Bid protests. As sure as rain in the tropics.
We plan for all kinds of contingencies but act like protests are an unforeseen bolt out of the blue. I have long advised that we must plan for all known and foreseeable contingencies. Not planning for protests is not planning at all.
Better to light a candle than curse the darkness.
I am therefore heartened to read this short article in the Federal Times.
Bid protests so common agencies plan for them, officials say
“We build time in our procurement now for protests. We know we are going to get protested,” Mary Davie, assistant commissioner of the Office of Integrated Technology Services at the General Services Administration, said at a conference Thursday.
Frank Baitman, chief information officer at the Health and Human Services Department, said contracting within the federal government is broken and that bid protests are one reason why procurements may take up to four years.
“We go into large procurements knowing we are going to be protested,” Baitman said.
Speaking at the 2013 Multiple-Award Government and Industry Conference in Alexandria, Va., Davie said that part of the problem is agencies are not clearly communicating to companies why they did not win the contract, which prompts companies to protest to get more information.
MORE ON THIS TOPIC and from the same handy Federaltimes.com source:
How bid protests are slowing down procurements
The Navy announced June 27 it was awarding Hewlett Packard a potential five-year, $3.5 billion contract to develop a computer network to serve up to 800,000 Navy and Marine Corps personnel. Three weeks later, the inevitable happened: The losing party, a team of Harris Corp. and Computer Sciences Corp., filed a protest, potentially delaying the contract award by more than three months.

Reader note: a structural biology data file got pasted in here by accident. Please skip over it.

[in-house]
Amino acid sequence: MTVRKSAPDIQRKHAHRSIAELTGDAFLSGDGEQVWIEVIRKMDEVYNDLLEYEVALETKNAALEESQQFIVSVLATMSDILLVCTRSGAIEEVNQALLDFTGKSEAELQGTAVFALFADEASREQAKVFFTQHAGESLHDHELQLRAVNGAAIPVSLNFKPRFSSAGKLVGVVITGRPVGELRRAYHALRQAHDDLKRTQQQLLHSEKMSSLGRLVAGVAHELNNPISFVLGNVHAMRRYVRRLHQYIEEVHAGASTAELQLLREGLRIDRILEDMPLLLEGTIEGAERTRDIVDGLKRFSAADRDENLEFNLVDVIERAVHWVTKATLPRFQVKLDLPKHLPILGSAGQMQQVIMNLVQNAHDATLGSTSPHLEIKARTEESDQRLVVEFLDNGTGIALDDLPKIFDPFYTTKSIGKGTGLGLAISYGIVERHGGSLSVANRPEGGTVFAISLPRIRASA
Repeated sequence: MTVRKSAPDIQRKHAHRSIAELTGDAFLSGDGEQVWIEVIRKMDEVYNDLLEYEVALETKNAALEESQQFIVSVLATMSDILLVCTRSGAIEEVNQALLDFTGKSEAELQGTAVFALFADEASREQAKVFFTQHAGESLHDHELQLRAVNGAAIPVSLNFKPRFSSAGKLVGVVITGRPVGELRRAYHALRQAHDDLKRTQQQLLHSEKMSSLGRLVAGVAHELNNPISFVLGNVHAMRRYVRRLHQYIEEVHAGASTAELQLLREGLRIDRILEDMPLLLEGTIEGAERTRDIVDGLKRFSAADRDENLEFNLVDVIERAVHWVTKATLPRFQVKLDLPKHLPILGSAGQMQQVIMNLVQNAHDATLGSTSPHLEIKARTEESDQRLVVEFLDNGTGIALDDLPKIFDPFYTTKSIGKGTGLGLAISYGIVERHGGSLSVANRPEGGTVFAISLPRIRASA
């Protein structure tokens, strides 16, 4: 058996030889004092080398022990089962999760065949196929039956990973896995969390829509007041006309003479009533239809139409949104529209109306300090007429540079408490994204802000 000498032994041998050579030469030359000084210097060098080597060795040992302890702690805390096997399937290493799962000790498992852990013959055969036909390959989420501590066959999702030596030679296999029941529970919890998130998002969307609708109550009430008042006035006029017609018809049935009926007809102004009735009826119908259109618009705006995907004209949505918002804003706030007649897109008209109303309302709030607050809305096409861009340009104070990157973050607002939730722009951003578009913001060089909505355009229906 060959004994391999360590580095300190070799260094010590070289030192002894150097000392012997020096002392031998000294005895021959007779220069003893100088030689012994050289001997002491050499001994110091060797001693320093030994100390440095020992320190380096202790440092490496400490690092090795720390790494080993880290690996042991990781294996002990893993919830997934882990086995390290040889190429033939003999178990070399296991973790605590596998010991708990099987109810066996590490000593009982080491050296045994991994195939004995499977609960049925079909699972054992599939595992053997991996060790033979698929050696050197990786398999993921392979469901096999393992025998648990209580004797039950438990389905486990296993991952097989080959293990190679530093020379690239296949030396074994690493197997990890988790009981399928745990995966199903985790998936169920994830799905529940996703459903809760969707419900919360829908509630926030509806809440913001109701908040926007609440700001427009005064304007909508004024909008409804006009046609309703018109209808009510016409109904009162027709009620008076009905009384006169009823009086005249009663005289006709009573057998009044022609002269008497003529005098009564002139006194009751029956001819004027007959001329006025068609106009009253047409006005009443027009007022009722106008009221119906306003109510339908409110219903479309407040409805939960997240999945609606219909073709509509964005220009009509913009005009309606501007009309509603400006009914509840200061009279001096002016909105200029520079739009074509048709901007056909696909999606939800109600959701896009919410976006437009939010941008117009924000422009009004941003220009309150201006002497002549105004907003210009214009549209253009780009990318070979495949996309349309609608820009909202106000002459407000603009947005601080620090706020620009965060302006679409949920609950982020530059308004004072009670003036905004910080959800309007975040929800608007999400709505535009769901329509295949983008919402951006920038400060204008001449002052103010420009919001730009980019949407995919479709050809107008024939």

This came as no surprise to Sean Stackley, assistant secretary of the Navy for research, development and acquisition. “There is no defense against a protest, but there is absolutely preparation to ensure that in the event of a protest that the government prevail, and we took every measured step to do that,” Stackley said.
“We build time in our procurement now for protests. We know we are going to get protested,” said Mary Davie, assistant commissioner of the Office of Integrated Technology Services at the General Services Administration, at a July 11 conference.
Michael Fischetti, executive director for the National Contract Management Association, said with fewer contracting dollars being spent because of the sequester, some companies are almost certain to file a bid protest — particularly if the vendor is an incumbent seeking to prolong the contract. “They may not really know what they’re protesting,” Fischetti said. “But they’ll throw everything against the wall, and during the discovery process they may find something. I think that’s just human nature.”
Joe Jordan, administrator for federal procurement policy at the Office of Management and Budget, said bid protests are an important part of the acquisition process, but too many of them can gum up the process. OMB encourages agencies to explain clearly to companies why they lost a competition and why an award went to a particular company. By sharing more information, agencies can reduce bid protests, Jordan said.
GSA Administrator Dan Tangherlini said the agency is working to minimize bid protests by reviewing its contracting process and identifying opportunities to train employees on comprehensive contracting requirements. GSA also has lengthened its lead time on certain contracts to make sure the agency has done its due diligence but balances that with keeping up a timely contracting process.